GIS Models to address the effect of Climate Change
The role of geospatial technology and Geographic Information (GI) sciences has been immense in the present era. Be it the reasons that cause climate change or its effect now and in the future or the early warning preparedness models, one cannot ignore the role of geospatial technology and GI sciences. This research essay presents four different geospatial models that can be used in various applications including the preparedness against the climate change issues. Technical aspect and main focus on application aspect has been presented assuming the geospatial data has already been acquired.
1. Process Models
A process model integrates existing knowledge about the environmental processes in the real world into a set of relationships and equations for quantifying the processes (Beck et al. 1993). Some of these models may use mathematical equations that are derived from empirical data, whereas others may use equations derived from laws in physics.
One such process model is the Soil Erosion Model. A well-known model of soil erosion is the Revised Universal Soil Loss Equation (RUSLE), the updated version of the Universal Soil Loss Equation (USLE) (Wischmeier and Smith 1965, 1978; Renard et al. 1997). RUSLE predicts the average soil loss carried by runoff from specific field slopes in specified cropping and management systems and from rangeland.
Other process model includes the AGNPS (Agricultural Nonpoint Source) model and SWAT (Soil and Water Assessment Tool) model, etc.
2. Regression Models
A regression model relates a dependent variable to a number of independent (explanatory) variables in an equation, which can then be used for prediction or estimation (Rogerson 2001). There are two types of regression model: linear regression and logistic regression.
Linear regression makes various assumptions of the predicted value and the actual value (and their differences: errors or residues). While no such assumption is made in logistic regression. Commercial products like ArcGIS and IDRISI have commands to build raster-based linear or logistic models. Open source like GRASS has a command to build linear regression models.
For example: Chang and Li (2000) use linear regression to model snow accumulation using snow water equivalent as dependent variable on location and topographic variables as independent variables.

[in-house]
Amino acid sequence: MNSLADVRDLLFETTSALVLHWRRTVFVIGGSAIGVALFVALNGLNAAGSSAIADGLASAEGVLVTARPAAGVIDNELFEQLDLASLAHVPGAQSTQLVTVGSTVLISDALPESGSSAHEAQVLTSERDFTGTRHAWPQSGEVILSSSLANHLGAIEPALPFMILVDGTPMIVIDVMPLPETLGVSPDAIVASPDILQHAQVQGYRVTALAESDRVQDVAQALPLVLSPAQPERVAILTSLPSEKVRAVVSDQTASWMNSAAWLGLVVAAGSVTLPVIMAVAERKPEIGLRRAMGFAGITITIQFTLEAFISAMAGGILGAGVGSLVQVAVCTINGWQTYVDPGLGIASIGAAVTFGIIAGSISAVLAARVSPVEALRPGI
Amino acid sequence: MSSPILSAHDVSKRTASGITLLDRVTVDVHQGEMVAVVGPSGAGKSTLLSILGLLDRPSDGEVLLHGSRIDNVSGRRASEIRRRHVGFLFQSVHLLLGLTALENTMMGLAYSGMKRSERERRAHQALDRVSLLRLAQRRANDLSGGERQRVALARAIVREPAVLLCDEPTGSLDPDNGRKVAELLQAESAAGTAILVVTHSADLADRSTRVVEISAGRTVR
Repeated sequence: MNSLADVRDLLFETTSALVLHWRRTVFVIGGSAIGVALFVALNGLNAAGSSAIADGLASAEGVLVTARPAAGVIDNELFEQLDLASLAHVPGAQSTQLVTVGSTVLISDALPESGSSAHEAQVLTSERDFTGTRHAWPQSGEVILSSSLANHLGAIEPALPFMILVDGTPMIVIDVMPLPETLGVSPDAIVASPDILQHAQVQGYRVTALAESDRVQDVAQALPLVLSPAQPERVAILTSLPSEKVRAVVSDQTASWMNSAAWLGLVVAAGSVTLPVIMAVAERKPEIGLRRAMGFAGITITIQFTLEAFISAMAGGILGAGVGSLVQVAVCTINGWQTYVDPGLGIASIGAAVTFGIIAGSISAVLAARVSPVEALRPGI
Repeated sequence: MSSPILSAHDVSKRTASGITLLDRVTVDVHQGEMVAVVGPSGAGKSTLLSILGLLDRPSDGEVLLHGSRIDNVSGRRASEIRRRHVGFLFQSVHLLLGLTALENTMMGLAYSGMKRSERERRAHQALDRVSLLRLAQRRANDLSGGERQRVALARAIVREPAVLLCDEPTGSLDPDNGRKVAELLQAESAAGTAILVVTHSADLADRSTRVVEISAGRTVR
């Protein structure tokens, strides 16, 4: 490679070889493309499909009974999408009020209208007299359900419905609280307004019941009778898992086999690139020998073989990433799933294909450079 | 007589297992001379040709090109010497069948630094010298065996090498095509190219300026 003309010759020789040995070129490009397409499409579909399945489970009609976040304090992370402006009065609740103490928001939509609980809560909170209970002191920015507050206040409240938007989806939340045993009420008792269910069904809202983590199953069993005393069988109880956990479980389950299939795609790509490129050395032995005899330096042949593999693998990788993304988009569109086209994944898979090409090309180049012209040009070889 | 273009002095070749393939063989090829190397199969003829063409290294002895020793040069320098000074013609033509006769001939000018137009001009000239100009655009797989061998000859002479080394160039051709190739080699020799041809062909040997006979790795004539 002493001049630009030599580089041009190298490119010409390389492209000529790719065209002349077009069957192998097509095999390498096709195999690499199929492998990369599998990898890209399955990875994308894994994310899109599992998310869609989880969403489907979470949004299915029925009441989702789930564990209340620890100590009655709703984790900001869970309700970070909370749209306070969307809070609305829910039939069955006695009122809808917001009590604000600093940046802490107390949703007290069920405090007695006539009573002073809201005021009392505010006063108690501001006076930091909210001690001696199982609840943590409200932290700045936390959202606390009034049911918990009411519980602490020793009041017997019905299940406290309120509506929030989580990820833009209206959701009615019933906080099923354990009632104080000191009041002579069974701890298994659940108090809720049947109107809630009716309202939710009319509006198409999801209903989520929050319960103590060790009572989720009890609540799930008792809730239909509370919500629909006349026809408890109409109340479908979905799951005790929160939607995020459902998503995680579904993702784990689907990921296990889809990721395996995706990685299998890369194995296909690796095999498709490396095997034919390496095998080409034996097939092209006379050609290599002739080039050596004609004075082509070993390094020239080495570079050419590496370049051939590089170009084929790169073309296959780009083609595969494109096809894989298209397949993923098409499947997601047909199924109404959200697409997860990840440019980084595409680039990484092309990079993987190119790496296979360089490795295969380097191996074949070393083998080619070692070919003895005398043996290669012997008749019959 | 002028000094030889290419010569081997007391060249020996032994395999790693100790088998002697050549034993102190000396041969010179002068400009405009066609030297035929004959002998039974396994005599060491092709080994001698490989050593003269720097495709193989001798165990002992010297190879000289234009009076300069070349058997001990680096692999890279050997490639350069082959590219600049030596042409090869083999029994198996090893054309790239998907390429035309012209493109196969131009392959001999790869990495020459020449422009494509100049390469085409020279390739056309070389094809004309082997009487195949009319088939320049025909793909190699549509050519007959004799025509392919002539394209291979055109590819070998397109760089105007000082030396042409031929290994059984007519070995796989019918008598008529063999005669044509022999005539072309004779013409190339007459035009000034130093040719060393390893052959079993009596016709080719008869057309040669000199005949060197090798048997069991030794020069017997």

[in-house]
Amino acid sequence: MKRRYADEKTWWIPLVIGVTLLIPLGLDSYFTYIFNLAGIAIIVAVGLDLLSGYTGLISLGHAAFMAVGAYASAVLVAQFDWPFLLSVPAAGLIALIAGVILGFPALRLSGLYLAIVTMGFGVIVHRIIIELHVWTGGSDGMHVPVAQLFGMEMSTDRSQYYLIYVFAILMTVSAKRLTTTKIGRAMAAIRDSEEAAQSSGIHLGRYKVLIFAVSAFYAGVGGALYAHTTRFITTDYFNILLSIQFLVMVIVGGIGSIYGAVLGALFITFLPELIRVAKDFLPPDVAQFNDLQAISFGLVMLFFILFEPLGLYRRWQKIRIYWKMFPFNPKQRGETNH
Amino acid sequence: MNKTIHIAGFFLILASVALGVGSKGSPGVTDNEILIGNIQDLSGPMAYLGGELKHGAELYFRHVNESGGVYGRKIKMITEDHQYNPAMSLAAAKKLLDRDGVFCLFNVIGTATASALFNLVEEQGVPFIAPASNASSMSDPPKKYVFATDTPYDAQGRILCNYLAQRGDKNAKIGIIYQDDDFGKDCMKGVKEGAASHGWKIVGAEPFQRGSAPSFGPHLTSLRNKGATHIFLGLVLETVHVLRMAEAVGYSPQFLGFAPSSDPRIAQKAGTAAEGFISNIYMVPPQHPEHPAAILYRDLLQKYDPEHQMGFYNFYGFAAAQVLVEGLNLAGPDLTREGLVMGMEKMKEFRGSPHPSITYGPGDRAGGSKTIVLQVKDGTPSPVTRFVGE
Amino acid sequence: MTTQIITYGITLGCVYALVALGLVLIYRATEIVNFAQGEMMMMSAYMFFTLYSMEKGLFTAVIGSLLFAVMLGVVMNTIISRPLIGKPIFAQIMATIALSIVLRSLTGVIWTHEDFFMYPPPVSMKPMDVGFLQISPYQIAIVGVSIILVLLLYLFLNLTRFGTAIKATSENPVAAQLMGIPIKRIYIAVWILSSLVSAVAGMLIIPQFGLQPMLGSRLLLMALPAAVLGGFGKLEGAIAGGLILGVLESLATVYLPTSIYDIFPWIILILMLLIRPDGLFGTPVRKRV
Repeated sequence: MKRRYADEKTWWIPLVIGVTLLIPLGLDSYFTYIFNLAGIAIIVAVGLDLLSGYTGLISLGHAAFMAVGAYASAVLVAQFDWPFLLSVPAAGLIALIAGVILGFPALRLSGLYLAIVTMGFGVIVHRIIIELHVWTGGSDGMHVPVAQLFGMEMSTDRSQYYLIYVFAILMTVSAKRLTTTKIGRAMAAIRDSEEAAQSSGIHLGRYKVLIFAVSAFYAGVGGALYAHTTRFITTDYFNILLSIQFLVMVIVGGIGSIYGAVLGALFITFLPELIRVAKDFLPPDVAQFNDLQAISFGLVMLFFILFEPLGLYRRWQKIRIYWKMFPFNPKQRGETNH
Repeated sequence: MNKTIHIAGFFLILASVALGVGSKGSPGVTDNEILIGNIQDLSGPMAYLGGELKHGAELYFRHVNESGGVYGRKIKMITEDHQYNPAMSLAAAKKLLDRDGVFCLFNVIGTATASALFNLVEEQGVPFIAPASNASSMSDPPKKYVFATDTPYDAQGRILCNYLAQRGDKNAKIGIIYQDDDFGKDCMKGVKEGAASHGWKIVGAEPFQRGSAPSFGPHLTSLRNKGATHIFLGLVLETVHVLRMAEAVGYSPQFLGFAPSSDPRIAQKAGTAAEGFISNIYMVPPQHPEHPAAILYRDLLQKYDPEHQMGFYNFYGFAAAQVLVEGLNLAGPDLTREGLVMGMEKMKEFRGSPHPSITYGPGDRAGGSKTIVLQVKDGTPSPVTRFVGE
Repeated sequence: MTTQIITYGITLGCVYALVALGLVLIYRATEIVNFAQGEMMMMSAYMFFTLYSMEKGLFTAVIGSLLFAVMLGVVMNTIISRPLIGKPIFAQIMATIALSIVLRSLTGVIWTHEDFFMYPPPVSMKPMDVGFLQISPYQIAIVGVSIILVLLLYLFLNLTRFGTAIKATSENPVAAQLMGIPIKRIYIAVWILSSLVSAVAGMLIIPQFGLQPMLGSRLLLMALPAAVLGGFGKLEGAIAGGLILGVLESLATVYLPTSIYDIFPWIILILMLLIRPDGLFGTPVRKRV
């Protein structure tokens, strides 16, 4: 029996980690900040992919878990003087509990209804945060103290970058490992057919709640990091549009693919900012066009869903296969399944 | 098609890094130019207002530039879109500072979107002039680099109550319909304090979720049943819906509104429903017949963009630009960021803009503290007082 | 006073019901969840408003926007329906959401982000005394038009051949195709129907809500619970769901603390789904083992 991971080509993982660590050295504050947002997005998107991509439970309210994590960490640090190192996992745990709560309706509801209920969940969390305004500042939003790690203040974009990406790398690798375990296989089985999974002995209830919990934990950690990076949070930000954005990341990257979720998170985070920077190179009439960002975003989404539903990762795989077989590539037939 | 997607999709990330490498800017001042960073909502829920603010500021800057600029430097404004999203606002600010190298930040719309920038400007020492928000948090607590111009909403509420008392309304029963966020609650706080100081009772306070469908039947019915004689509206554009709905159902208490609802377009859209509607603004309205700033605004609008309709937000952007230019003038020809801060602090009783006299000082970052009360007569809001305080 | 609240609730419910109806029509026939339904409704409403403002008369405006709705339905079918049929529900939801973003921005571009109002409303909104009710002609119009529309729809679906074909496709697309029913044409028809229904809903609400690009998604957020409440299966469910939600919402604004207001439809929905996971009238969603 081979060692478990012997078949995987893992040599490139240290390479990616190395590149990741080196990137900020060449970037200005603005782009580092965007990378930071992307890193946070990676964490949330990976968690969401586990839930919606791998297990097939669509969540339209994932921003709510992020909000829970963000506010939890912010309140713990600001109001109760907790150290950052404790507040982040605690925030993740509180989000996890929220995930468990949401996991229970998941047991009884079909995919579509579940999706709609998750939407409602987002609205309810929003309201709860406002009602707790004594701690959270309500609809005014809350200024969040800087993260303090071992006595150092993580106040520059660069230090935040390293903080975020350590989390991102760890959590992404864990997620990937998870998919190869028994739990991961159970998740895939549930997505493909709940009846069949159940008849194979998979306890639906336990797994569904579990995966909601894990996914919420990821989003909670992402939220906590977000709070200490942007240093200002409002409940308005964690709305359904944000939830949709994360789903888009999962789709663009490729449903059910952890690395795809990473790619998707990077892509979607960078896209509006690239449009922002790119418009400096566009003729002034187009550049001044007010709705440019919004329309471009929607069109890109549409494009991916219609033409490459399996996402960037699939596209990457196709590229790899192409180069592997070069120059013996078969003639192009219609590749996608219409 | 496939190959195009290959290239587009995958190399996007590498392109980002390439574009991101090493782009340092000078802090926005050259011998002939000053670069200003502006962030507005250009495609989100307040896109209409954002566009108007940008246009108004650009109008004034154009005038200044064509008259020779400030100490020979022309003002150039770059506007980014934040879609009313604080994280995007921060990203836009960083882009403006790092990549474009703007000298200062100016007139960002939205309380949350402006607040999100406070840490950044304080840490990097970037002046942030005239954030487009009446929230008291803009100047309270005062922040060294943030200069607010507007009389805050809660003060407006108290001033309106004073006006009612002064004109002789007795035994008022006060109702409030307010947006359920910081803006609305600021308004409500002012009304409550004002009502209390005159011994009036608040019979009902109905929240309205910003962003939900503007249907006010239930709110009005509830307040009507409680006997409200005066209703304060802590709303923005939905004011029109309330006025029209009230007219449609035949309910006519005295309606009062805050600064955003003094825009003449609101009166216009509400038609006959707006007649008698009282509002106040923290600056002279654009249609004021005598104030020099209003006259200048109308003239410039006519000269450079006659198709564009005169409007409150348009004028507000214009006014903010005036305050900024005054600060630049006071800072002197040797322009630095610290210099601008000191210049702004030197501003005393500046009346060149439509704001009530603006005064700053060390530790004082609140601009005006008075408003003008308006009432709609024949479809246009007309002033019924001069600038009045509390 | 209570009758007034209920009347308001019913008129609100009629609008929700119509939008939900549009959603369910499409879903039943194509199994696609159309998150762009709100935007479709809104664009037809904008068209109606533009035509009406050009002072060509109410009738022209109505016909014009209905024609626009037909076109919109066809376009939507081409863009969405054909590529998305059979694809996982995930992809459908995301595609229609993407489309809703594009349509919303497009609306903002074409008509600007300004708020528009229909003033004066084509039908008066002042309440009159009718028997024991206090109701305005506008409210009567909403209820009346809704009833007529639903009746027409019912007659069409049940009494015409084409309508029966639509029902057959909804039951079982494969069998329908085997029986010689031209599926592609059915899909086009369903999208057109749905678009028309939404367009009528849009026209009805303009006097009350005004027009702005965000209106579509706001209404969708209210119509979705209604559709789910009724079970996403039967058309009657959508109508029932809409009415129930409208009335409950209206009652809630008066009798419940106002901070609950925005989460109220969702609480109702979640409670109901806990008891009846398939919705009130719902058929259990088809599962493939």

Similarly, Pereira and Itami (1991) developed the habitat suitability model for red squirrel using logistic regression model.
3. Index Models
Index model calculate the index value for each unit area and produces a ranked map based on the index values. There are various methods like weighted linear combination methods and various other methods that can be used to calculate the index value.
For example: Chuvieco and Congalton (1989) construct a forest fire hazard index model for a study area in the Mediterranean coast of Spain by using the following five factors:
- Vegetation species, classified according to fuel class, stand conditions, and site.
- Proximity to roads and trails, campsites, or housing.
4. Binary Models
Binary model uses binary logical expression to select the spatial feature from a composite vector layers or multiple rasters. The output of the model will be either 1(if condition is true) or 0(if condition is false).
A simple but powerful application of binary model is the change detection. Due to the effect of climate change, the forested area that been deserted can be found out.
Another application of binary model is the site selection. Suppose we are required to find the potential industrial site that meets the following criteria:
- At least 50km2 in size.
- Commercial zone.
- Not subjected to flood.
- Less that 15 percent slope.
Various layers overlay operation and then query can provide us the desired result.
To nutshell, the geospatial and GI sciences models have wide range of application. Mentioned are only a few. The effect of climate change on forest, agricultural land, wildlife inhabitant, etc has been discussed in above topic with different modeling technique to represent them.
Chapter Revision from a GIS Book.